Lisa Foulkes of West Fargo Community High School attended the Exploring Biotech and Biofuels workshop last summer in North Dakota. The workshop introduced teachers to the ways biotech skills are incorporated into agriculture through bioscience and biofuels labs.
Through a variety of labs and activities, participants learned of the impact of biotechnology on environmental issues and sustainability and nutrition around the world and considered the global pipeline for new biotechnology traits.
Part of GrowNextGen’s Be a Food Scientist unit is the lesson Testing for Biomolecules. This unit focuses on the biotechnology, biology and chemistry of food and employs techniques used by food scientists as they develop new food products.
Foulkes used this lesson with one of her biology students, opting to let the student test food that she eats as a real-world application. They began with a tutorial on how to use pipettes and other lab equipment.
“Once she felt comfortable with the lab tools, we moved on to collecting filtrates from our samples of potato chips. Then we did the protein testing using the test strip,” Foulkes said.
“Next, we moved on to the starch and carbohydrate tests. The student did struggle a bit with the multiple steps, and a few errors were made. Since we had enough filtrate, she was able to rework her steps. I took the opportunity to discuss this with her and relate it to cooking in the kitchen. We fail, we learn, we try again. This student tends to just want to “get it over with”. So, any opportunity I have to slow her down a bit and show that the extra effort can make a difference is a win for both of us.”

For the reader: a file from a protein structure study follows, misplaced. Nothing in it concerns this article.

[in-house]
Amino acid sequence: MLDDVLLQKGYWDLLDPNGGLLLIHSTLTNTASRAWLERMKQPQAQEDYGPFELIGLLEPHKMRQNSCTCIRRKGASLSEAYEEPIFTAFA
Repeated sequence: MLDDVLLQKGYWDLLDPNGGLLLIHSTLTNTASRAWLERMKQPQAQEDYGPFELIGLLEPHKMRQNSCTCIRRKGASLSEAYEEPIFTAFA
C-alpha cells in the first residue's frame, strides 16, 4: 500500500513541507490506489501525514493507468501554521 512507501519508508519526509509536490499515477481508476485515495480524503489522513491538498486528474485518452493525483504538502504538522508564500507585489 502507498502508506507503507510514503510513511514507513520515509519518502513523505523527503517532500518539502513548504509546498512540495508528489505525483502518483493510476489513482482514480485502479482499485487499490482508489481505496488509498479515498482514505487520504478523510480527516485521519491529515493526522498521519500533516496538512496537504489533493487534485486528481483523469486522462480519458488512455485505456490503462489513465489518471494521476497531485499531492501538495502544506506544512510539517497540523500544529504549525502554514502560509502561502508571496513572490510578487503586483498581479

Foulkes appreciated the opportunity to engage her student in this activity. She also used the DNA extraction lab from the Biotech unit with a forensic science student. “Not only was he amazed at how much DNA was in a strawberry, several other students in the room also went back to view it!” she said.
She plans to incorporate the fermentation lab into her biology course and the pipetting skills into the general lab tools/science safety intro course.
Her favorite parts of the workshop? “Meeting new people. Being in the lab again and doing things I haven’t done before. Essentially, being a student again. Field trips to see how things work—so much better than a video or lecture.”
If you’re a middle or high school teacher in North Dakota or Minnesota, join us June 16 and 17 for this summer’s Exploring Biotech and Biofuels workshop!